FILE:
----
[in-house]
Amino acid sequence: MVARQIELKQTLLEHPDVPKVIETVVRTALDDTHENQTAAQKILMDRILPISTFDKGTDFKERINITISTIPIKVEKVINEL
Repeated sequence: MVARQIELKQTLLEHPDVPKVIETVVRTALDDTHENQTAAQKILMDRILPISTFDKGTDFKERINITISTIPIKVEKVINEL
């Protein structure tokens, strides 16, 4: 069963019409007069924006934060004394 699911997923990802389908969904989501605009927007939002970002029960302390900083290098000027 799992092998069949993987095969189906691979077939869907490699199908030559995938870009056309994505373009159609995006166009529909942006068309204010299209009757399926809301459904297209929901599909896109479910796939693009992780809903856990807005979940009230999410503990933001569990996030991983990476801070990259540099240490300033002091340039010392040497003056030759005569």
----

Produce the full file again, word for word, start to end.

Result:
[in-house]
Amino acid sequence: MVARQIELKQTLLEHPDVPKVIETVVRTALDDTHENQTAAQKILMDRILPISTFDKGTDFKERINITISTIPIKVEKVINEL
Repeated sequence: MVARQIELKQTLLEHPDVPKVIETVVRTALDDTHENQTAAQKILMDRILPISTFDKGTDFKERINITISTIPIKVEKVINEL
């Protein structure tokens, strides 16, 4: 069963019409007069924006934060004394 699911997923990802389908969904989501605009927007939002970002029960302390900083290098000027 799992092998069949993987095969189906691979077939869907490699199908030559995938870009056309994505373009159609995006166009529909942006068309204010299209009757399926809301459904297209929901599909896109479910796939693009992780809903856990807005979940009230999410503990933001569990996030991983990476801070990259540099240490300033002091340039010392040497003056030759005569």